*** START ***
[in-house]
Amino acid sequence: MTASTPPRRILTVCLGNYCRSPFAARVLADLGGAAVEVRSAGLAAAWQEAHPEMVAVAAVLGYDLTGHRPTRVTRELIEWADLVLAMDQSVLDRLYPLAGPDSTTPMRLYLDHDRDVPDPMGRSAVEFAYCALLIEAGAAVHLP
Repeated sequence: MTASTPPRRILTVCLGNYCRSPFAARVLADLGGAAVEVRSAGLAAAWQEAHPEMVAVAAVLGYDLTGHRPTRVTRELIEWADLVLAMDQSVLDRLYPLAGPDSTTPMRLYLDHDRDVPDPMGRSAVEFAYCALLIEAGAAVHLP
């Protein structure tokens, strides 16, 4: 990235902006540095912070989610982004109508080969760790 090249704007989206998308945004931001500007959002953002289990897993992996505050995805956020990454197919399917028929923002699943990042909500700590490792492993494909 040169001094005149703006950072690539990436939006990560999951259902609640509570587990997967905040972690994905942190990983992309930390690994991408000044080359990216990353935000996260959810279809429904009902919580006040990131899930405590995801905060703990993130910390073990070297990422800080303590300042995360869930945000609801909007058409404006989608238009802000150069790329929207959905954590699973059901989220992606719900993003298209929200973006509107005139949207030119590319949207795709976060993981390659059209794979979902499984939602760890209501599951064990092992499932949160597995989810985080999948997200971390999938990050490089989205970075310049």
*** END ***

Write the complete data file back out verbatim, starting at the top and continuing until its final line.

[in-house]
Amino acid sequence: MTASTPPRRILTVCLGNYCRSPFAARVLADLGGAAVEVRSAGLAAAWQEAHPEMVAVAAVLGYDLTGHRPTRVTRELIEWADLVLAMDQSVLDRLYPLAGPDSTTPMRLYLDHDRDVPDPMGRSAVEFAYCALLIEAGAAVHLP
Repeated sequence: MTASTPPRRILTVCLGNYCRSPFAARVLADLGGAAVEVRSAGLAAAWQEAHPEMVAVAAVLGYDLTGHRPTRVTRELIEWADLVLAMDQSVLDRLYPLAGPDSTTPMRLYLDHDRDVPDPMGRSAVEFAYCALLIEAGAAVHLP
């Protein structure tokens, strides 16, 4: 990235902006540095912070989610982004109508080969760790 090249704007989206998308945004931001500007959002953002289990897993992996505050995805956020990454197919399917028929923002699943990042909500700590490792492993494909 040169001094005149703006950072690539990436939006990560999951259902609640509570587990997967905040972690994905942190990983992309930390690994991408000044080359990216990353935000996260959810279809429904009902919580006040990131899930405590995801905060703990993130910390073990070297990422800080303590300042995360869930945000609801909007058409404006989608238009802000150069790329929207959905954590699973059901989220992606719900993003298209929200973006509107005139949207030119590319949207795709976060993981390659059209794979979902499984939602760890209501599951064990092992499932949160597995989810985080999948997200971390999938990050490089989205970075310049």